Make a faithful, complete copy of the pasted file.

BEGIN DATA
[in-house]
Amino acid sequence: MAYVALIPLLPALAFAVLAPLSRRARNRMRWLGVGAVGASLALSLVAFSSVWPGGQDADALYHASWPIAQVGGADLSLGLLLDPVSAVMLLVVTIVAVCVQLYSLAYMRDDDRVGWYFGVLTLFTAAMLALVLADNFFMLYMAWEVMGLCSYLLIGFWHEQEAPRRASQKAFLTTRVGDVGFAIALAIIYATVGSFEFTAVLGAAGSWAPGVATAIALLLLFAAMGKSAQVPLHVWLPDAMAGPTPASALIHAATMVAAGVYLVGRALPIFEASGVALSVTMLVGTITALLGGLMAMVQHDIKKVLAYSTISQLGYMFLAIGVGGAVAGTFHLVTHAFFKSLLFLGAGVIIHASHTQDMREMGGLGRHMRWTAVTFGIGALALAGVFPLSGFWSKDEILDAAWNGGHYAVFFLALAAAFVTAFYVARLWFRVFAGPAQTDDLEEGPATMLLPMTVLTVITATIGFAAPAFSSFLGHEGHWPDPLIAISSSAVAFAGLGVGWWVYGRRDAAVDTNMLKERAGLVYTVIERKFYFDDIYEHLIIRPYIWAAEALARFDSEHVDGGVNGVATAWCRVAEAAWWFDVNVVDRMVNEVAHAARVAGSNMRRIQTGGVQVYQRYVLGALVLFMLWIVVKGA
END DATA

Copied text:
[in-house]
Amino acid sequence: MAYVALIPLLPALAFAVLAPLSRRARNRMRWLGVGAVGASLALSLVAFSSVWPGGQDADALYHASWPIAQVGGADLSLGLLLDPVSAVMLLVVTIVAVCVQLYSLAYMRDDDRVGWYFGVLTLFTAAMLALVLADNFFMLYMAWEVMGLCSYLLIGFWHEQEAPRRASQKAFLTTRVGDVGFAIALAIIYATVGSFEFTAVLGAAGSWAPGVATAIALLLLFAAMGKSAQVPLHVWLPDAMAGPTPASALIHAATMVAAGVYLVGRALPIFEASGVALSVTMLVGTITALLGGLMAMVQHDIKKVLAYSTISQLGYMFLAIGVGGAVAGTFHLVTHAFFKSLLFLGAGVIIHASHTQDMREMGGLGRHMRWTAVTFGIGALALAGVFPLSGFWSKDEILDAAWNGGHYAVFFLALAAAFVTAFYVARLWFRVFAGPAQTDDLEEGPATMLLPMTVLTVITATIGFAAPAFSSFLGHEGHWPDPLIAISSSAVAFAGLGVGWWVYGRRDAAVDTNMLKERAGLVYTVIERKFYFDDIYEHLIIRPYIWAAEALARFDSEHVDGGVNGVATAWCRVAEAAWWFDVNVVDRMVNEVAHAARVAGSNMRRIQTGGVQVYQRYVLGALVLFMLWIVVKGA